Will the UAE-Bahrain normalization with Israel accord help or hinder peace in the Middle East?

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NICOSIA: While US President Donald Trump has hailed the agreements recently signed between the United Arab Emirates and Bahrain to normalize relations with Israel as “the dawn of a new Middle East”, the Secretary of PLO’s Executive Committee Saeb Erekat strongly condemned them, describing the so-called “Abraham Accord” as “an Arab dagger-a poisonous dagger-in the back of Palestinians and as destroying the possibility of negotiations”. So it is not clear yet if the new deal will help or hinder peace in the troubled region of the Middle East.

The UAE and Bahrain will recognize and establish diplomatic relations with Israel. For the first time in their history, the Emirates and Israel are beginning air travel between them and, for its part, Bahrain has opened its airspace for those flights. While politicians and ordinary people continue to weigh the potential benefits or pitfalls of the Accord, Israeli Prime Minister Benjamin Netanyahu has announced the freezing of the annexation of the West Bank.

It should be mentioned that several groups and politicians, in the UAE, Saudi Arabia and Bahrain on many occasions expressed an interest in establishing ties with Israel and vented frustration with the hard-line stand consistently followed by the Palestinians in the past decades. Over the years the Palestinians have relied on the support -political and financial- of Arab governments in their struggle for freedom and independence. But things have changed dramatically. The Gulf states are no longer a monolithic group and every state takes first into account its own interests and not the usual Arab rhetoric about the Palestinian cause.

Saudi Crown Prince Muhammad bin Salman back in 2018 during a meeting with Jewish community leaders in the US was quoted as saying that the Palestinian leadership “never missed an opportunity to miss an opportunity.” Several Arab governments are exasperated with the never-ending conflict and the rejection by the Palestian leaders of all the plans proposed.

John B. Alterman, director of the Middle East Program at the Centre for Strategic and International Studies in Washington, asked about what prompted the normalization of relations between the UAE and Israel, said that Arab governments, following the “Arab Spring”, decided that their principal threats were internal and not external and that the Arab – Israeli conflict was a political distraction. “In addition, the Israeli and Emirati governments share a wide range of security concerns. They both see Iran as a serious and enduring security threat. They both are hostile to political Islam and skeptical that greater democratization in the Arab world will lead to better outcomes. Because they see eye to eye on many adversaries, they share an interest in deeper intelligence sharing.”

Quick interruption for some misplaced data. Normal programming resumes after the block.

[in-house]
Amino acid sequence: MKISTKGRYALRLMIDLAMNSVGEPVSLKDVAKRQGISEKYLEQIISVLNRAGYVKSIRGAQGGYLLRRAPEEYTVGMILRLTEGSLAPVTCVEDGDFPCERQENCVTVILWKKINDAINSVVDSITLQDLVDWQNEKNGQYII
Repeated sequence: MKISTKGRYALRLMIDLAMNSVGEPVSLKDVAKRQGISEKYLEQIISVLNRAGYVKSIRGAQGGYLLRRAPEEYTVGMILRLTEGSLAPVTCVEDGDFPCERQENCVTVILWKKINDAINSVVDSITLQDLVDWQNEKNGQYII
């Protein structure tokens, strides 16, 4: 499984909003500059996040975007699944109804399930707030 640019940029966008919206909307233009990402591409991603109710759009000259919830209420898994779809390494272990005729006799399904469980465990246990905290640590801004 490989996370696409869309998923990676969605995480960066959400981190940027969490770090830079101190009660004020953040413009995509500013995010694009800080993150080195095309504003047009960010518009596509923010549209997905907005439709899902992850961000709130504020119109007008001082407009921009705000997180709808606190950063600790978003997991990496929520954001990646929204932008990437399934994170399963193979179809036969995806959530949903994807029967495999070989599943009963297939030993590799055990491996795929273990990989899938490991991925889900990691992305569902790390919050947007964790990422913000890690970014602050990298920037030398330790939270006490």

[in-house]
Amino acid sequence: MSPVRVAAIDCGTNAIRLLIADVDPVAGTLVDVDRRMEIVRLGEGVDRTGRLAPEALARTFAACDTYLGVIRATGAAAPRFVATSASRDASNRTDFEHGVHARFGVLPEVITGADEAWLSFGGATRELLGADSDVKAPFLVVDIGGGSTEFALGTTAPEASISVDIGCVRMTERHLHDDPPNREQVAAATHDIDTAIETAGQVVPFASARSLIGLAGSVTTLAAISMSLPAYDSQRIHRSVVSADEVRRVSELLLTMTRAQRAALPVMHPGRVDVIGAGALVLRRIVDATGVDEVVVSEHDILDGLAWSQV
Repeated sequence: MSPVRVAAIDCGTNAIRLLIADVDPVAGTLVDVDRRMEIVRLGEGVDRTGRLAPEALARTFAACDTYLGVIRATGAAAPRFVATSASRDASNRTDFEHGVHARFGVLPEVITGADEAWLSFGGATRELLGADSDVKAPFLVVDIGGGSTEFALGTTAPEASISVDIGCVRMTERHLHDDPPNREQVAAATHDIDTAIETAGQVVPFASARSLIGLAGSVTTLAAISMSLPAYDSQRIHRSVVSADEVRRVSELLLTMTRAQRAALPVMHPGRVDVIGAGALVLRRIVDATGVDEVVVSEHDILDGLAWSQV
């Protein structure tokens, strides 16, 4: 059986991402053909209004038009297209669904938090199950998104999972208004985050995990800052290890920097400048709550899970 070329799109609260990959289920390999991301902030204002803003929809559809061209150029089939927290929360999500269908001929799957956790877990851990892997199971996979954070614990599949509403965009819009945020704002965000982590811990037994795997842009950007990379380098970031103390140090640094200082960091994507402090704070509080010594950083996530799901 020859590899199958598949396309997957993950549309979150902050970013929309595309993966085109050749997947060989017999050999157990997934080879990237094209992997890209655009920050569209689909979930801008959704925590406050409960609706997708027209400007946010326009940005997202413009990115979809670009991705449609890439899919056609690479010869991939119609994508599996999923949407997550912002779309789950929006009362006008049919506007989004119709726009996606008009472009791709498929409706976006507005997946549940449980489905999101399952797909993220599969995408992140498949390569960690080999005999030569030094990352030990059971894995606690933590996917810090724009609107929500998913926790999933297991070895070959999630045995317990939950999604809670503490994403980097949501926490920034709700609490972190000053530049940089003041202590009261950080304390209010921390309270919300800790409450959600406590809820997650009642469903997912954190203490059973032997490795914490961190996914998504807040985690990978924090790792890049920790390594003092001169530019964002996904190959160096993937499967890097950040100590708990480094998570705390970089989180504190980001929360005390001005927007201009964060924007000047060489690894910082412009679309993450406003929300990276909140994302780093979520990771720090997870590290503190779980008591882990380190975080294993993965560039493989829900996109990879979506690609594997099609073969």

In the Middle East, the sands are shifting and Arab states have changed their outlook on national security threats, in view of the dangers posed by Tehran and Ankara, coupled with the stated intention of the US to reduce its military footprint in the region. It is a well- known secret that the secret services or the UAE and Israel were cooperating for some years now on the issues of terrorism and Iran and the recent Accord is certain to enhance this cooperation. Furthermore, the UAE considers Hamas as a terrorist organization and no longer supports financially the Palestinian Authority.

In a joint article, Dr Yoel Guzansky, Senior Research Fellow at the Institute for National Security Studies, and Ari Heistein, Research Fellow at the same Institute, write that “the normalization agreement exposes the UAE to criticism, provocations and potentially even threats to its national security from Iran, though Iran is not alone in its opposition to the agreement. Turkey has also criticized the UAE’s recent steps, and it is possible that it will take action in response, such as providing increasing support (presumably funded by Qatar) to Islamists throughout the region that seeks to thwart the UAE’s Middle Eastern agenda”.

Many observers commented that the normalization agreement is a courageous step to fostering reconciliation and co-existence and boost UAE’s image as a beacon of tolerance and moderation, which has been tarnished in recent years by various issues, including the Saudi-led campaign in Yemen, which humanitarian organizations describe as “the worst humanitarian crisis in the world.”

Furthermore, they point out that the UAE may now be able to get from the US advanced hardware such as F-35 fighter jets, armed drones and intelligence tools.

The Israeli Ambassador in Cyprus Sammy Revel described the Abraham Accord as “a landmark for peace and stability in the region” and added: “The accord provides a striking alternative to those radical forces that oppose peace and cooperation. Moreover, the Accord effectively strengthens the power of moderate voices in the face of fanaticism that extreme countries and their proxies sow across the region. It is an important stage in ending the conflict in the Middle East and beyond.” (ANI)